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Re: Real World Books in Fictional Libraries

 

I had an aspiring Dark Lord collecting the works of Freud, Kierkegarde, Fromm, Jung etc and annotating them, mostly with 'LOL' or 'ROFLMAO' comments. While His collection of the Blue, Brown, Green fairy story books were used as training manuals for his officer corps. What not to do and how to get out of trouble if it does happen.

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Re: Real World Books in Fictional Libraries

 

I had an aspiring Dark Lord collecting the works of Freud' date=' Kierkegarde, Fromm, Jung etc and annotating them, mostly with 'LOL' or 'ROFLMAO' comments. While His collection of the Blue, Brown, Green fairy story books were used as training manuals for his officer corps. What not to do and how to get out of trouble if it does happen.[/quote']

I'm not familiar with the blue, brown, green fairy story books. links?

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Re: Real World Books in Fictional Libraries

 

I have a vampire with the entire (so far) Twilight series, then again she is something of a fangirl when it comes to that particular subject (Vampires, not Twilight.)

 

I have an 'eccentric' (your only mad if you fail) scientist with Arthur C. Clarke's 'Profiles of the Future' (both editions). He uses Clarke's second law ("the only way we can know the limit of the possible is to attempt to move beyond it into the impossible") as his personal maxim, and enjoys the list of 'esteemed scientists' who said something was impossible only to have themselves proved wrong by reality (proving Clarke's first law: "If an esteemed scientist says something is possible he is most likely right, if he says it is impossible he is most likely wrong") it gives him a reason to call those who doubt him 'fools', he has historical precedent.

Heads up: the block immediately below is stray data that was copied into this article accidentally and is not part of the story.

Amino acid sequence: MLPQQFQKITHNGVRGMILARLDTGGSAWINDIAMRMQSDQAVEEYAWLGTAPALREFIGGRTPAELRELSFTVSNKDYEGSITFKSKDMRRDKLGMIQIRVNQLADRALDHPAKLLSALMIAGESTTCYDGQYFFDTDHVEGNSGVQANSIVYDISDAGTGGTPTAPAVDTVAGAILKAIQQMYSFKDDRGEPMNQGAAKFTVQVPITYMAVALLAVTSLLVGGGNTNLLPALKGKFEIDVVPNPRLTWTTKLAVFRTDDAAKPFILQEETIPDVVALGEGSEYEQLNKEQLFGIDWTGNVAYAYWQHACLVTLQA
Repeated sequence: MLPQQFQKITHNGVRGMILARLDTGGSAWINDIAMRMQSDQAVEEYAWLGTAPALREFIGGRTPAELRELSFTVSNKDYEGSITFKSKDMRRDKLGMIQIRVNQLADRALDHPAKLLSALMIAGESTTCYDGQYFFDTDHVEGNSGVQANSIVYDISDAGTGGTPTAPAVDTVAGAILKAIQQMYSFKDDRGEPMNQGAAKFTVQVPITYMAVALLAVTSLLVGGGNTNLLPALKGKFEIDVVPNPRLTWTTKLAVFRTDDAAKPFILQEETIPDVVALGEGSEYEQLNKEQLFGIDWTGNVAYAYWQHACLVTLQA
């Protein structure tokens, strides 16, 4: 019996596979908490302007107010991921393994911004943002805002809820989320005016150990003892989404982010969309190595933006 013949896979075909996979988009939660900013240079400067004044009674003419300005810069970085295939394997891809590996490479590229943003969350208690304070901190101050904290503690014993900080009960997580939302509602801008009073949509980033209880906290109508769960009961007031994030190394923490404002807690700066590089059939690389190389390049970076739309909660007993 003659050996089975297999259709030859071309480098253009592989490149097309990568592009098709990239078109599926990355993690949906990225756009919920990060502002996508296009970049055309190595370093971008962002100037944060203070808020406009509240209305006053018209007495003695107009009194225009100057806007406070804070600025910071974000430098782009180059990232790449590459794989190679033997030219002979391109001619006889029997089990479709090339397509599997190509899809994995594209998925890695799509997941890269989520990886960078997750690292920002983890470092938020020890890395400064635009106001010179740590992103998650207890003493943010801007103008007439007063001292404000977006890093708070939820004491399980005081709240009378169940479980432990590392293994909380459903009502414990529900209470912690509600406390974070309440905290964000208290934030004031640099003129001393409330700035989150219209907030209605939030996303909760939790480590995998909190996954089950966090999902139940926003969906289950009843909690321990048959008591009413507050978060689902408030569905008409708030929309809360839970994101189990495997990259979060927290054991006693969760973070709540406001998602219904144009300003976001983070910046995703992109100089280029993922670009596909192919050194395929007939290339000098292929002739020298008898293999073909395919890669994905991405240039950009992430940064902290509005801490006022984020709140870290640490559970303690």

I haven't used it yet but I plan on having a master villain who carries a copy of 'Master of the World' by Jules Verne.

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Re: Real World Books in Fictional Libraries

 

The Prince (Il Principe above) annotated by Catherine de' Medici in October of 1563

 

Bartie Patersoune's Manuscript, recovered after his execution for Witchcraft in 1607

 

The Voynich manuscript with translation.

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Re: Real World Books in Fictional Libraries

 

The Prince (Il Principe above) annotated by Catherine de' Medici in October of 1563

 

Bartie Patersoune's Manuscript, recovered after his execution for Witchcraft in 1607

 

The Voynich manuscript with translation.

But the mystery of the Voynich Manuscript has been solved (spoilered for space):

 

 

voynich_manuscript.png

 

 

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Re: Real World Books in Fictional Libraries

 

How about Ben Hur 1860 3rd Edition with duplicated line on page 116 or a Chevalier Audubon 1840 - the full set' date=' of course?[/quote']

Nobody would. There isn't such a thing.

 

EDIT: Of course, you could throw those in there as references. Along with original works by S. Morgenstern.

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Re: Real World Books in Fictional Libraries

 

If you had a "world's smartest man" character' date=' he could have a book titled "Ramses II" next to his computer just in case he couldn't think of an adequate log-on password.[/quote']

 

Correct me if I'm wrong but didn't the graphic novel give both Ozymandis and Night Owl a lot more credit than the movie by requiring Night Owl to know that Ozymandis was another name for Ramses on his own, instead of trying to make viewers believe that the "world's smartest man" needed a reminder of his password right next to his computer?